Hansson SO, Helgesson G, Juth N
BMC Med Ethics 22 (1) 76 [2021-06-22; online 2021-06-22]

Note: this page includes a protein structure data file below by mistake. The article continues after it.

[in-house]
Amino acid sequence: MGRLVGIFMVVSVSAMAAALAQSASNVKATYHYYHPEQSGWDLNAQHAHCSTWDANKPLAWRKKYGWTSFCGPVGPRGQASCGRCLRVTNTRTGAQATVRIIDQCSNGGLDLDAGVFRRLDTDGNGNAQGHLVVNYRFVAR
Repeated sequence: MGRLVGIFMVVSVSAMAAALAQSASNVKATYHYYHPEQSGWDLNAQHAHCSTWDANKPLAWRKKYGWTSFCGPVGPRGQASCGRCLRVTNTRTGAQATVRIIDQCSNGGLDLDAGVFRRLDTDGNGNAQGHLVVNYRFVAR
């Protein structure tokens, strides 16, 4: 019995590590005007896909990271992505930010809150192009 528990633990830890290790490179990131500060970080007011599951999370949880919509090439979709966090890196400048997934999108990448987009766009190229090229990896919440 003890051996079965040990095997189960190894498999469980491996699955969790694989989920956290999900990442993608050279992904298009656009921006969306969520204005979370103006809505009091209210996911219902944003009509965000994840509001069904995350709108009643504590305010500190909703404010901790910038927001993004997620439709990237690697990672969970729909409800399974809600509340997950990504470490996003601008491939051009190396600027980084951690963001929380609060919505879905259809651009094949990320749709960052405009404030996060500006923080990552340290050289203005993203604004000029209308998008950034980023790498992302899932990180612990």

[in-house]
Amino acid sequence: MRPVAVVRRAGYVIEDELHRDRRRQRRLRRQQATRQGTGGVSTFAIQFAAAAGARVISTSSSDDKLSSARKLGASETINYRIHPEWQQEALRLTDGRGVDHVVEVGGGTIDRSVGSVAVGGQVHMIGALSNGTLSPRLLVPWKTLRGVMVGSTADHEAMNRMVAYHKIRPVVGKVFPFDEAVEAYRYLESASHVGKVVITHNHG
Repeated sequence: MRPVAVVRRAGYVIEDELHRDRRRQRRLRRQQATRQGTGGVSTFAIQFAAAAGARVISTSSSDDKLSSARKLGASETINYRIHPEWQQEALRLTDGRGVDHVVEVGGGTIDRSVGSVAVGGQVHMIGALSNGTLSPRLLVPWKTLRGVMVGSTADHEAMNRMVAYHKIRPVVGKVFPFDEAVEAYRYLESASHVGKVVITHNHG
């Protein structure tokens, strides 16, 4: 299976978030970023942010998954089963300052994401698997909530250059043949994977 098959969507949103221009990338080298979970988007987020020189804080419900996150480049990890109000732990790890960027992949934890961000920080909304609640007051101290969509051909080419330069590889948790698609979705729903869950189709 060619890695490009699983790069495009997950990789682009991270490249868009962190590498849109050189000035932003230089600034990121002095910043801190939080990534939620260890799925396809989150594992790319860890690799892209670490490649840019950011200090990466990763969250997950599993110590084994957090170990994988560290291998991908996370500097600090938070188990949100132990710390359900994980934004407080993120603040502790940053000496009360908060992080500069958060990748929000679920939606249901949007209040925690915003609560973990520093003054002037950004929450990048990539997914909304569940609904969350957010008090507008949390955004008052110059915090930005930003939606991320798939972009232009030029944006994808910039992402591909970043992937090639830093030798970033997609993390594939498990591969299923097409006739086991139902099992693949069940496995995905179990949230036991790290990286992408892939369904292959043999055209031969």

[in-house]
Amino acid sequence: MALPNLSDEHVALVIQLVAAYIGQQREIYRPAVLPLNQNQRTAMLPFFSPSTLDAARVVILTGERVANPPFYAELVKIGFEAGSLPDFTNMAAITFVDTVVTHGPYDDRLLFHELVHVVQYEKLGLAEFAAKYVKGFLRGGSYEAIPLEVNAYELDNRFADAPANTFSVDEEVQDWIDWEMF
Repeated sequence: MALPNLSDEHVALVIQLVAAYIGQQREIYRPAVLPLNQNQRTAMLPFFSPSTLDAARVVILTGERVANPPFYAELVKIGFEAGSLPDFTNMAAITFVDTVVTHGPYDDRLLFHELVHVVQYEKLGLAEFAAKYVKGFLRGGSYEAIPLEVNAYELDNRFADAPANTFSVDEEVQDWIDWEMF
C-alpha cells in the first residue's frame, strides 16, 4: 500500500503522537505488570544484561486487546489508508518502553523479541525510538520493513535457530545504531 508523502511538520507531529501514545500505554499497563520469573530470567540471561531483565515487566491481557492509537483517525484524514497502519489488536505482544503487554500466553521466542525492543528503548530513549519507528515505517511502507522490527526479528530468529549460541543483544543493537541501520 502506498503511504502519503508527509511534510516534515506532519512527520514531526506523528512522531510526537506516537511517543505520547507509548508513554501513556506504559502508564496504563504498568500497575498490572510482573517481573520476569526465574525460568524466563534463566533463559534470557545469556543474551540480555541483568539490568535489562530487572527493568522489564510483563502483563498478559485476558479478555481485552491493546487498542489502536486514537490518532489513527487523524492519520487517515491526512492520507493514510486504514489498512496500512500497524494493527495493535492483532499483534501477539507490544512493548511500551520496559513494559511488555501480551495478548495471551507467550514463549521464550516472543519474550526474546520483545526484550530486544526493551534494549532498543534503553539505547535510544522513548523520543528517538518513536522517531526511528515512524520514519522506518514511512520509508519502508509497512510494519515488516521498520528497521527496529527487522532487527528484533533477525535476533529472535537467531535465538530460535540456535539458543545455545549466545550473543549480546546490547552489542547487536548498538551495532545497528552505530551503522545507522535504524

In the initial phase of the Covid-19 pandemic, difficult decisions had to be made on the allocation of testing resources. Similar situations can arise in future pandemics. Therefore, careful consideration of who should be tested is an important part of pandemic preparedness. We focus on four ethical aspects of that problem: how to prioritize scarce testing resources, the regulation of commercial direct-to-consumer test services, testing of unauthorized immigrants, and obligatory testing. The distribution of scarce resources for testing: We emphasize the use of needs-based criteria, but also acknowledge the importance of choosing a testing strategy that contributes efficiently to stopping the overall spread of the disease. Commercial direct-to-consumer test services: Except in cases of acute scarcity, such services will in practice have to be allowed. We propose that they should be subject to regulation that ensures test quality and adequate information to users. Testing of unauthorized immigrants, their children and other people with unclear legal status: Like everyone else, these individuals may be in need of testing, and it is in society's interest to reach them with testing in order to stop the spread of the disease. A society that offers comprehensive medical services to unauthorized immigrants is in a much better position to reach them in a pandemic than a society that previously excluded them from healthcare. Obligatory testing: While there are often strong reasons for universal testing in residential areas or on workplaces, there are in most cases better ways to achieve testing coverage than to make testing mandatory. In summary, we propose (1) decision-making primarily based on needs-based criteria, (2) strict regulation but not prohibition of direct-to-consumer test services, (3) test services offered to unauthorized immigrants, preferably as part of comprehensive medical services, and (4) broad outreach of testing services whenever possible, but in general not obligatory testing.